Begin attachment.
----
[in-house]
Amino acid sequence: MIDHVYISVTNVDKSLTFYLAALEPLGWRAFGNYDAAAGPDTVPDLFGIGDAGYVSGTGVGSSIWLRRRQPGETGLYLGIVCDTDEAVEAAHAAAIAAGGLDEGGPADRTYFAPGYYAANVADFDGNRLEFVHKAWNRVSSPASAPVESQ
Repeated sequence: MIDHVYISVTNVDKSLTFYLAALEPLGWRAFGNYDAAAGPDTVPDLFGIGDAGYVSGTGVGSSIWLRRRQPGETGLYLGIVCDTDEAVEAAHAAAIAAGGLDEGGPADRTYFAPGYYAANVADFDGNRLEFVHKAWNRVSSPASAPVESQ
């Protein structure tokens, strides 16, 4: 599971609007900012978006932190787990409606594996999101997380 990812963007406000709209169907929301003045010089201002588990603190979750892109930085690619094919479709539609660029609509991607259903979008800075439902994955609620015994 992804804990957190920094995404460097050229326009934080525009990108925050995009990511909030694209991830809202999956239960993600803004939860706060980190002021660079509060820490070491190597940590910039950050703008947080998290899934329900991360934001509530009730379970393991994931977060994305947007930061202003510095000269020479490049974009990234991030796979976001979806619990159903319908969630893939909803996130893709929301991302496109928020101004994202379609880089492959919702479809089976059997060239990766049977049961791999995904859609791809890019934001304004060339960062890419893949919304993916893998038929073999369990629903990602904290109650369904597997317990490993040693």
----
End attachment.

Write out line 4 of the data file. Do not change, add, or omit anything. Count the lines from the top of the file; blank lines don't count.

């Protein structure tokens, strides 16, 4: 599971609007900012978006932190787990409606594996999101997380 990812963007406000709209169907929301003045010089201002588990603190979750892109930085690619094919479709539609660029609509991607259903979008800075439902994955609620015994 992804804990957190920094995404460097050229326009934080525009990108925050995009990511909030694209991830809202999956239960993600803004939860706060980190002021660079509060820490070491190597940590910039950050703008947080998290899934329900991360934001509530009730379970393991994931977060994305947007930061202003510095000269020479490049974009990234991030796979976001979806619990159903319908969630893939909803996130893709929301991302496109928020101004994202379609880089492959919702479809089976059997060239990766049977049961791999995904859609791809890019934001304004060339960062890419893949919304993916893998038929073999369990629903990602904290109650369904597997317990490993040693």